Articles in regional publications that pertain to a wide range of North Carolina-related topics.
for North Carolina Historical Review Vol. 92 Issue 3, July 2015
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In the summer of 1946, Franklin, North Carolina residents came together to save the sacred Cherokee “Mother Town” of Nikwasi, located in Franklin. History student, Nathaniel F. Holly agrues that although the Franklinites relied on their ideas of the “vanishing Indian” as support for their cause, ultimately, their efforts assisted with the disappearance of these Amerindians. However, the Cherokee Indians never disappeared from the Franklin area and their presence now forces Franklinites to consider the irony of this preservation effort.
Blackbeard is one of the most famous pirates in history, but much of his past is shrouded in mystery. History student and author, Baylus Brooks argues that contrary to popular belief, Blackbeard was not a ruthless pirate, but rather his actions were much milder than previously thought. He reveals new information about the identity of Blackbeard, his genealogical history, and his motivations for acts of piracy.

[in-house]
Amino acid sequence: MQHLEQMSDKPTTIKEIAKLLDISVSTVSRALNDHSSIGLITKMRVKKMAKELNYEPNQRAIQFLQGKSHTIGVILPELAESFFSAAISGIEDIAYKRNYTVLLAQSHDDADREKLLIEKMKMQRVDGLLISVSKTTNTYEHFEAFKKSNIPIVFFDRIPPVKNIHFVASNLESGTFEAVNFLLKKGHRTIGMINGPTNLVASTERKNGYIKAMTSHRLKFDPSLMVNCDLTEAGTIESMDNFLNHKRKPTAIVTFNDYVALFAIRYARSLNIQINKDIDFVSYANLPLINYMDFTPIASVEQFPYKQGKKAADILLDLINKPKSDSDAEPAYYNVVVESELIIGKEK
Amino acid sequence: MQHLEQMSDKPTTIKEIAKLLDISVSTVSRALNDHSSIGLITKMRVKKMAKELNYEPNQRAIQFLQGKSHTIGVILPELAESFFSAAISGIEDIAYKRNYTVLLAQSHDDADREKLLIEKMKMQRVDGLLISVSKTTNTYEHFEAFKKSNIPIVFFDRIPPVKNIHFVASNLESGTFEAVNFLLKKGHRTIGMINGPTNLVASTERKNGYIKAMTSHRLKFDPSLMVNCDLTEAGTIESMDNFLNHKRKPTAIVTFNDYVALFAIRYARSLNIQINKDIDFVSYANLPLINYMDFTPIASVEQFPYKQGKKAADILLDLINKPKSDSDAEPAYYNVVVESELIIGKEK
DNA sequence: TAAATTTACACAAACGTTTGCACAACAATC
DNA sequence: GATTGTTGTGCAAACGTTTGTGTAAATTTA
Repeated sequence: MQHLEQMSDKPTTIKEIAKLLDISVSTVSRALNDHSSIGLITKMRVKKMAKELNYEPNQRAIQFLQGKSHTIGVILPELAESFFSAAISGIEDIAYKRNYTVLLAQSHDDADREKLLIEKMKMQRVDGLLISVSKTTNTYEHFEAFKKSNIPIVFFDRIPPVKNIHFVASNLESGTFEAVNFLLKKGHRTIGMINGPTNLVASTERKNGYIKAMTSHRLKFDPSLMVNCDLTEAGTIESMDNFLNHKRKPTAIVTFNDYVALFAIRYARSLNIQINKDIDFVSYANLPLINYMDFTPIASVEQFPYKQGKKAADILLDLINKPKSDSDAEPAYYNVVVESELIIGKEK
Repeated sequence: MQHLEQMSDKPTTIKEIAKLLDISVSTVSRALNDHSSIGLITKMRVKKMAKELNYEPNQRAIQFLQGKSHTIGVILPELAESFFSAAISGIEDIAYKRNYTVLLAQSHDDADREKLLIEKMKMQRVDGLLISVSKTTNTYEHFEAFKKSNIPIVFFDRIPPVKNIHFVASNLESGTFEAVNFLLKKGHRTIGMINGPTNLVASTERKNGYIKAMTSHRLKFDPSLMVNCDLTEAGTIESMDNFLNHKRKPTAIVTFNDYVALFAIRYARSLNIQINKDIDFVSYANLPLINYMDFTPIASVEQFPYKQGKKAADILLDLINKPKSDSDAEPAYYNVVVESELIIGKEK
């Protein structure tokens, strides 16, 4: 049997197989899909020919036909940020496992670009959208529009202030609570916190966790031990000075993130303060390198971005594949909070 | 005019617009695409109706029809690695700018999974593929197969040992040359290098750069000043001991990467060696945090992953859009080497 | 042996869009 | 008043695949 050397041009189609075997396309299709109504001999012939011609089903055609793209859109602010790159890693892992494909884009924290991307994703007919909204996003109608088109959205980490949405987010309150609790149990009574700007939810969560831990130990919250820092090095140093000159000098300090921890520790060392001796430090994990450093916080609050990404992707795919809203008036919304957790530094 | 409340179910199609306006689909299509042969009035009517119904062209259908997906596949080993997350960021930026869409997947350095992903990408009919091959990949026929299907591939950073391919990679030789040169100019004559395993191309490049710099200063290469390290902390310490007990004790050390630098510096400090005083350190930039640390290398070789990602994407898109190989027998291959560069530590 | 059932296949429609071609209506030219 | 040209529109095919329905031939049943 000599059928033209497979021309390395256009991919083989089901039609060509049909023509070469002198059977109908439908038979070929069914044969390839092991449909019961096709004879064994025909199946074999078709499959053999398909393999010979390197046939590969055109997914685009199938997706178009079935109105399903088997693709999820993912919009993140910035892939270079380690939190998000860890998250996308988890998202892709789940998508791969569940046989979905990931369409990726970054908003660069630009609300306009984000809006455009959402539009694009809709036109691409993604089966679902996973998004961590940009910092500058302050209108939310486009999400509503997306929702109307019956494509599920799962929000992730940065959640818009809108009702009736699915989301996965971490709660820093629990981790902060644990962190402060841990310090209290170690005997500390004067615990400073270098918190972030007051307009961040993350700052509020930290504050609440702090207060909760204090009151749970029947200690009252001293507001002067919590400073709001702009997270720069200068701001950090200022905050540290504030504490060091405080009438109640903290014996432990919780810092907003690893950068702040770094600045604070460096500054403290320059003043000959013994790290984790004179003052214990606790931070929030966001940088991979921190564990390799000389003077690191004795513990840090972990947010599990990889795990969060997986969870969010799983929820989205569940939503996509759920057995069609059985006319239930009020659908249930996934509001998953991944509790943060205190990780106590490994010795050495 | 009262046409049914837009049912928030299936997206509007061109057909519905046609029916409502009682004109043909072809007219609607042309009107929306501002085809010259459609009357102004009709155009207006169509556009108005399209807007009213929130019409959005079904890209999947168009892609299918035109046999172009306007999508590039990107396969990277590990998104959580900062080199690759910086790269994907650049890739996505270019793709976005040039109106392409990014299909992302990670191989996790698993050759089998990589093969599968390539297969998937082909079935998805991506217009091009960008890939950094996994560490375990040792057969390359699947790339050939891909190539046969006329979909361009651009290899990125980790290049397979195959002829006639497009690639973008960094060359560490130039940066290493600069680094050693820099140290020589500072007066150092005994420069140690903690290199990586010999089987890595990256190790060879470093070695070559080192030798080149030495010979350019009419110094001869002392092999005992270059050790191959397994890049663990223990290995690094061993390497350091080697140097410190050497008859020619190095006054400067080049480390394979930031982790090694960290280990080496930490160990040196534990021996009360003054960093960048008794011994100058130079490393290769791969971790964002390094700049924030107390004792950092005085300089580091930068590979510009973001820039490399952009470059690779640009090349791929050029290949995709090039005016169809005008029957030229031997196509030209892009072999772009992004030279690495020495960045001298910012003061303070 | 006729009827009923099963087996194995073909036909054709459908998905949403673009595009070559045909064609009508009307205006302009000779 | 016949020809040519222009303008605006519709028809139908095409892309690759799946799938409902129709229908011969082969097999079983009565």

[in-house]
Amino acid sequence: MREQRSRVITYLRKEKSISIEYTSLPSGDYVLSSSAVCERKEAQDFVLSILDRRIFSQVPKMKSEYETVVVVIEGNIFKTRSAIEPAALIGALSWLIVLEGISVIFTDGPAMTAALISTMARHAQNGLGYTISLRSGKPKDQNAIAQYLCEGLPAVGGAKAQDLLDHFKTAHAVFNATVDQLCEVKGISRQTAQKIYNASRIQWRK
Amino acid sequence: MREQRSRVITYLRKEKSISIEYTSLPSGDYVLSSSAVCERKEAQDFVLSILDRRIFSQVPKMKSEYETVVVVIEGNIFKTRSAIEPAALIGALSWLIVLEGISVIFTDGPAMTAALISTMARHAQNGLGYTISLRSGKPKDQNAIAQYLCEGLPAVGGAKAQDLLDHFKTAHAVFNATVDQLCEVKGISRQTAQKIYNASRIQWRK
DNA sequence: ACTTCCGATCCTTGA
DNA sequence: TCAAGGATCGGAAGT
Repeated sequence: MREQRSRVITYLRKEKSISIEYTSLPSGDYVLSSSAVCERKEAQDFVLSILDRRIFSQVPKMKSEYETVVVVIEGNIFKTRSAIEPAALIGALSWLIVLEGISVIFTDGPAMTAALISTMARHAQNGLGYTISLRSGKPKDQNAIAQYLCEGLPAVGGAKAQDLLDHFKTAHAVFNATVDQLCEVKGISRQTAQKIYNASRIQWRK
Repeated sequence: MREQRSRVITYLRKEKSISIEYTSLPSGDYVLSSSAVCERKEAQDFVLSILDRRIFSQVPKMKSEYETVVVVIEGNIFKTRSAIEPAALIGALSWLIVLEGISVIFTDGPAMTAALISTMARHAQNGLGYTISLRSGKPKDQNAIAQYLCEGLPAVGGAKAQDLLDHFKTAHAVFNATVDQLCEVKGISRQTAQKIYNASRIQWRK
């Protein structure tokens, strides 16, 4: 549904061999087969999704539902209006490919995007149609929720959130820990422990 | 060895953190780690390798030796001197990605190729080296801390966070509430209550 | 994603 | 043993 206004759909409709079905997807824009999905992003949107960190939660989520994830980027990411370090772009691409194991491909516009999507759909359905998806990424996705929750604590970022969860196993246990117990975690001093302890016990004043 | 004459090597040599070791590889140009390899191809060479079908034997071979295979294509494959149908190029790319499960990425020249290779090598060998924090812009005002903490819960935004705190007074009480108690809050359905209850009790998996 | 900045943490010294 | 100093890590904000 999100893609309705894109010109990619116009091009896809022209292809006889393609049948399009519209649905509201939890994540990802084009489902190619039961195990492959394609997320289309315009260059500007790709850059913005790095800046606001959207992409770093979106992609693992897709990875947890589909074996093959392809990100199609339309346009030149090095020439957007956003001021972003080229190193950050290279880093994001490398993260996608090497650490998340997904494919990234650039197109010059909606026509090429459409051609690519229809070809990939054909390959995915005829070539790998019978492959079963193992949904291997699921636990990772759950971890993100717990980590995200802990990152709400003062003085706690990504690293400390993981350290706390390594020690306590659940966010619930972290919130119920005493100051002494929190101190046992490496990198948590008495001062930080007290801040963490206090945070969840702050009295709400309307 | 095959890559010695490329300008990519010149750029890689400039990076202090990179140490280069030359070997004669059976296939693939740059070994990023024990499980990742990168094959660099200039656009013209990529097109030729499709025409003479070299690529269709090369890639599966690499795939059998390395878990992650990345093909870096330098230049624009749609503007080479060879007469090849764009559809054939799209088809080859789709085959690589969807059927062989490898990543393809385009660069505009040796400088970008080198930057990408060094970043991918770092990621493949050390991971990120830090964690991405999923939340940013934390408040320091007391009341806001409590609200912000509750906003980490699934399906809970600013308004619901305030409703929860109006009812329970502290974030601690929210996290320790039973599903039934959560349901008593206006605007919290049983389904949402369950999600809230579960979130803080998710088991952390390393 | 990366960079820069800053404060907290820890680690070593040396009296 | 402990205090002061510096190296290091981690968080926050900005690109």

Prisoner exchanges were a common part of military strategy during the Civil War. In 1864, Lieutenant General Ulysses S. Grant halted prisoner exchanges in an attempt to subdue the South, but in 1865, allowed prisoner transactions to resume. Wilmington, North Carolina was chosen as the site to release Union prisoners. History professor and author, Chris Fonvielle, addresses a number of questions about this exchange, including why Wilmington was chosen site and what the North Carolina public and political response was to the prisoner exchange.